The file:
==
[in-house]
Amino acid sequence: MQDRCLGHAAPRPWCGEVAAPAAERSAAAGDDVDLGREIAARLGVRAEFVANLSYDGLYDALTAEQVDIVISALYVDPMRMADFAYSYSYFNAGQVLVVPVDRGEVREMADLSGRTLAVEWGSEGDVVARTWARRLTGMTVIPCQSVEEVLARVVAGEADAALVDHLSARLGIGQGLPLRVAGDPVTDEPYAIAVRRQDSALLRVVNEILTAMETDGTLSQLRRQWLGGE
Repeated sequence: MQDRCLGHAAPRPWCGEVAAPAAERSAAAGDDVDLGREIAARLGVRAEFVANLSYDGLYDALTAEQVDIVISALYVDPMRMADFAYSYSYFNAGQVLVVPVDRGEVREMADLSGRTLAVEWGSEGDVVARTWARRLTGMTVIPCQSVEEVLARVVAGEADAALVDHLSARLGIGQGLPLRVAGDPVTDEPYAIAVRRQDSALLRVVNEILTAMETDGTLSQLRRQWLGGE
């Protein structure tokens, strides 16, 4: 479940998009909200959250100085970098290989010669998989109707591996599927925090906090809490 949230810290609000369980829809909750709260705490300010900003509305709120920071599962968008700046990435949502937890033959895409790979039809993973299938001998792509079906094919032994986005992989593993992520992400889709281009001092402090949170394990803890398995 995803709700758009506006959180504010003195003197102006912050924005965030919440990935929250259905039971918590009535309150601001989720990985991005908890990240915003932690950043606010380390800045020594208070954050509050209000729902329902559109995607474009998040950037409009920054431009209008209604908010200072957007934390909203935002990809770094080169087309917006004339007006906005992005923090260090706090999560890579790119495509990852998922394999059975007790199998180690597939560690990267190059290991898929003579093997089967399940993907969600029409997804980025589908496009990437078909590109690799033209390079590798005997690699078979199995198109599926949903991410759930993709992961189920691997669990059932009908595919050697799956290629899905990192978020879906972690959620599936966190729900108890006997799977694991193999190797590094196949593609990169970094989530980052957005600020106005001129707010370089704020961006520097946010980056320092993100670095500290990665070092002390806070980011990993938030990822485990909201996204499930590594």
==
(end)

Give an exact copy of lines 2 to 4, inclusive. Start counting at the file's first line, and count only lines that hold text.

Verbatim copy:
Amino acid sequence: MQDRCLGHAAPRPWCGEVAAPAAERSAAAGDDVDLGREIAARLGVRAEFVANLSYDGLYDALTAEQVDIVISALYVDPMRMADFAYSYSYFNAGQVLVVPVDRGEVREMADLSGRTLAVEWGSEGDVVARTWARRLTGMTVIPCQSVEEVLARVVAGEADAALVDHLSARLGIGQGLPLRVAGDPVTDEPYAIAVRRQDSALLRVVNEILTAMETDGTLSQLRRQWLGGE
Repeated sequence: MQDRCLGHAAPRPWCGEVAAPAAERSAAAGDDVDLGREIAARLGVRAEFVANLSYDGLYDALTAEQVDIVISALYVDPMRMADFAYSYSYFNAGQVLVVPVDRGEVREMADLSGRTLAVEWGSEGDVVARTWARRLTGMTVIPCQSVEEVLARVVAGEADAALVDHLSARLGIGQGLPLRVAGDPVTDEPYAIAVRRQDSALLRVVNEILTAMETDGTLSQLRRQWLGGE
């Protein structure tokens, strides 16, 4: 479940998009909200959250100085970098290989010669998989109707591996599927925090906090809490 949230810290609000369980829809909750709260705490300010900003509305709120920071599962968008700046990435949502937890033959895409790979039809993973299938001998792509079906094919032994986005992989593993992520992400889709281009001092402090949170394990803890398995 995803709700758009506006959180504010003195003197102006912050924005965030919440990935929250259905039971918590009535309150601001989720990985991005908890990240915003932690950043606010380390800045020594208070954050509050209000729902329902559109995607474009998040950037409009920054431009209008209604908010200072957007934390909203935002990809770094080169087309917006004339007006906005992005923090260090706090999560890579790119495509990852998922394999059975007790199998180690597939560690990267190059290991898929003579093997089967399940993907969600029409997804980025589908496009990437078909590109690799033209390079590798005997690699078979199995198109599926949903991410759930993709992961189920691997669990059932009908595919050697799956290629899905990192978020879906972690959620599936966190729900108890006997799977694991193999190797590094196949593609990169970094989530980052957005600020106005001129707010370089704020961006520097946010980056320092993100670095500290990665070092002390806070980011990993938030990822485990909201996204499930590594």